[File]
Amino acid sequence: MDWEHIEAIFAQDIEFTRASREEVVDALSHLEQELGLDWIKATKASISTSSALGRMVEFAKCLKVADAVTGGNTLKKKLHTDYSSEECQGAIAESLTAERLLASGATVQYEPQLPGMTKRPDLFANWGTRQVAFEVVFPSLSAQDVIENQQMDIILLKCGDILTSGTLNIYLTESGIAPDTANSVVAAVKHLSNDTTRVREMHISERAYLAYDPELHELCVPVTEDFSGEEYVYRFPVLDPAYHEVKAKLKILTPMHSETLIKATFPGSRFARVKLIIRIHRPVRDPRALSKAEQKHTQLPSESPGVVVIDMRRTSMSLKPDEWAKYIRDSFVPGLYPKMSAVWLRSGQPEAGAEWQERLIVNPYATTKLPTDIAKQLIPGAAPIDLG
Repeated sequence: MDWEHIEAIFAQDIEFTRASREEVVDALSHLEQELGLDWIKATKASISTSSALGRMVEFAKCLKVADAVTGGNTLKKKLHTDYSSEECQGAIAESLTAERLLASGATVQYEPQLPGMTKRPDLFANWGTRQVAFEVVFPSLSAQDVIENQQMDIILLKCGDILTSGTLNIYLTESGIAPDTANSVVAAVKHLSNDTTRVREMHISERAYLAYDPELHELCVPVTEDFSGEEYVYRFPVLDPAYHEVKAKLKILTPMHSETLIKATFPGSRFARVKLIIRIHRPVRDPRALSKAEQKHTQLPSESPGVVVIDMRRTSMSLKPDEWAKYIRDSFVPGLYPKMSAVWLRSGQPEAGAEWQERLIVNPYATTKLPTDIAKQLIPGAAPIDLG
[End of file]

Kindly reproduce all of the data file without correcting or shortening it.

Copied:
Amino acid sequence: MDWEHIEAIFAQDIEFTRASREEVVDALSHLEQELGLDWIKATKASISTSSALGRMVEFAKCLKVADAVTGGNTLKKKLHTDYSSEECQGAIAESLTAERLLASGATVQYEPQLPGMTKRPDLFANWGTRQVAFEVVFPSLSAQDVIENQQMDIILLKCGDILTSGTLNIYLTESGIAPDTANSVVAAVKHLSNDTTRVREMHISERAYLAYDPELHELCVPVTEDFSGEEYVYRFPVLDPAYHEVKAKLKILTPMHSETLIKATFPGSRFARVKLIIRIHRPVRDPRALSKAEQKHTQLPSESPGVVVIDMRRTSMSLKPDEWAKYIRDSFVPGLYPKMSAVWLRSGQPEAGAEWQERLIVNPYATTKLPTDIAKQLIPGAAPIDLG
Repeated sequence: MDWEHIEAIFAQDIEFTRASREEVVDALSHLEQELGLDWIKATKASISTSSALGRMVEFAKCLKVADAVTGGNTLKKKLHTDYSSEECQGAIAESLTAERLLASGATVQYEPQLPGMTKRPDLFANWGTRQVAFEVVFPSLSAQDVIENQQMDIILLKCGDILTSGTLNIYLTESGIAPDTANSVVAAVKHLSNDTTRVREMHISERAYLAYDPELHELCVPVTEDFSGEEYVYRFPVLDPAYHEVKAKLKILTPMHSETLIKATFPGSRFARVKLIIRIHRPVRDPRALSKAEQKHTQLPSESPGVVVIDMRRTSMSLKPDEWAKYIRDSFVPGLYPKMSAVWLRSGQPEAGAEWQERLIVNPYATTKLPTDIAKQLIPGAAPIDLG